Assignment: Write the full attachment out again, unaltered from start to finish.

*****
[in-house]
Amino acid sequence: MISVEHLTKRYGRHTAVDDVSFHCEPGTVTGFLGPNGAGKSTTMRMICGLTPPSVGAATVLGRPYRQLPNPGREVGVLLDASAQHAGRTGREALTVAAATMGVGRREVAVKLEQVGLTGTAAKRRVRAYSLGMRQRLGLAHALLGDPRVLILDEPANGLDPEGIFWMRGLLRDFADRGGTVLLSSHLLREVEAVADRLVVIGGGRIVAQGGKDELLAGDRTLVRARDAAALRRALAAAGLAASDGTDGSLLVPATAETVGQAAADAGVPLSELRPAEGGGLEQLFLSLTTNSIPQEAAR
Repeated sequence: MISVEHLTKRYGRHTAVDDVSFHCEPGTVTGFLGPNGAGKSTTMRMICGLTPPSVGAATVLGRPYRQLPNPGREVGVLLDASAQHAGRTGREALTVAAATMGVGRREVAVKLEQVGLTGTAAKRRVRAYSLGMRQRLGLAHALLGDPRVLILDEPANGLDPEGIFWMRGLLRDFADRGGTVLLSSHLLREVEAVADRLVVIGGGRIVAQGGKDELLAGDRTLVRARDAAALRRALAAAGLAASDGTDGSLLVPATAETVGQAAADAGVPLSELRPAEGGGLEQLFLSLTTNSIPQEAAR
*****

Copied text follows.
[in-house]
Amino acid sequence: MISVEHLTKRYGRHTAVDDVSFHCEPGTVTGFLGPNGAGKSTTMRMICGLTPPSVGAATVLGRPYRQLPNPGREVGVLLDASAQHAGRTGREALTVAAATMGVGRREVAVKLEQVGLTGTAAKRRVRAYSLGMRQRLGLAHALLGDPRVLILDEPANGLDPEGIFWMRGLLRDFADRGGTVLLSSHLLREVEAVADRLVVIGGGRIVAQGGKDELLAGDRTLVRARDAAALRRALAAAGLAASDGTDGSLLVPATAETVGQAAADAGVPLSELRPAEGGGLEQLFLSLTTNSIPQEAAR
Repeated sequence: MISVEHLTKRYGRHTAVDDVSFHCEPGTVTGFLGPNGAGKSTTMRMICGLTPPSVGAATVLGRPYRQLPNPGREVGVLLDASAQHAGRTGREALTVAAATMGVGRREVAVKLEQVGLTGTAAKRRVRAYSLGMRQRLGLAHALLGDPRVLILDEPANGLDPEGIFWMRGLLRDFADRGGTVLLSSHLLREVEAVADRLVVIGGGRIVAQGGKDELLAGDRTLVRARDAAALRRALAAAGLAASDGTDGSLLVPATAETVGQAAADAGVPLSELRPAEGGGLEQLFLSLTTNSIPQEAAR